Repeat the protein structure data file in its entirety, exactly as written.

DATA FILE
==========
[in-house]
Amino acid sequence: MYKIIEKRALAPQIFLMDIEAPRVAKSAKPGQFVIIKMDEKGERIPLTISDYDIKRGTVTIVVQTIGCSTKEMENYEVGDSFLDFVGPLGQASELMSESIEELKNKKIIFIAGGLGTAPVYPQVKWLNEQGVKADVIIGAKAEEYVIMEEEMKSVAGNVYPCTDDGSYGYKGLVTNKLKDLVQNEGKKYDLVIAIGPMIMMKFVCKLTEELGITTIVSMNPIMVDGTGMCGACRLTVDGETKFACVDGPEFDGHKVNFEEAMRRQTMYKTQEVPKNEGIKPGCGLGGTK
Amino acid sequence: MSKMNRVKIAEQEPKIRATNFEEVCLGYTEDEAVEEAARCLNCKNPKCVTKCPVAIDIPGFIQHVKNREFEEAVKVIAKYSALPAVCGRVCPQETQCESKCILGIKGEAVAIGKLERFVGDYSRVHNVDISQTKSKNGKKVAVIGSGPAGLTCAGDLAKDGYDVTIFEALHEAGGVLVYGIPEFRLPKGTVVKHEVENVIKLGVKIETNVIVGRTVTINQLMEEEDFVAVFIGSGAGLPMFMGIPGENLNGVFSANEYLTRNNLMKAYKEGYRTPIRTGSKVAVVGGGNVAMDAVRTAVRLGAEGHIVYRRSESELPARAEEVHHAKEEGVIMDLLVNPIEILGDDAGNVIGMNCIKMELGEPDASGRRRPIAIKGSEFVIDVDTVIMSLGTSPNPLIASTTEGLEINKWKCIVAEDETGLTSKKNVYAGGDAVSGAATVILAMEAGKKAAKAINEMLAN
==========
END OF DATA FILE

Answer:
[in-house]
Amino acid sequence: MYKIIEKRALAPQIFLMDIEAPRVAKSAKPGQFVIIKMDEKGERIPLTISDYDIKRGTVTIVVQTIGCSTKEMENYEVGDSFLDFVGPLGQASELMSESIEELKNKKIIFIAGGLGTAPVYPQVKWLNEQGVKADVIIGAKAEEYVIMEEEMKSVAGNVYPCTDDGSYGYKGLVTNKLKDLVQNEGKKYDLVIAIGPMIMMKFVCKLTEELGITTIVSMNPIMVDGTGMCGACRLTVDGETKFACVDGPEFDGHKVNFEEAMRRQTMYKTQEVPKNEGIKPGCGLGGTK
Amino acid sequence: MSKMNRVKIAEQEPKIRATNFEEVCLGYTEDEAVEEAARCLNCKNPKCVTKCPVAIDIPGFIQHVKNREFEEAVKVIAKYSALPAVCGRVCPQETQCESKCILGIKGEAVAIGKLERFVGDYSRVHNVDISQTKSKNGKKVAVIGSGPAGLTCAGDLAKDGYDVTIFEALHEAGGVLVYGIPEFRLPKGTVVKHEVENVIKLGVKIETNVIVGRTVTINQLMEEEDFVAVFIGSGAGLPMFMGIPGENLNGVFSANEYLTRNNLMKAYKEGYRTPIRTGSKVAVVGGGNVAMDAVRTAVRLGAEGHIVYRRSESELPARAEEVHHAKEEGVIMDLLVNPIEILGDDAGNVIGMNCIKMELGEPDASGRRRPIAIKGSEFVIDVDTVIMSLGTSPNPLIASTTEGLEINKWKCIVAEDETGLTSKKNVYAGGDAVSGAATVILAMEAGKKAAKAINEMLAN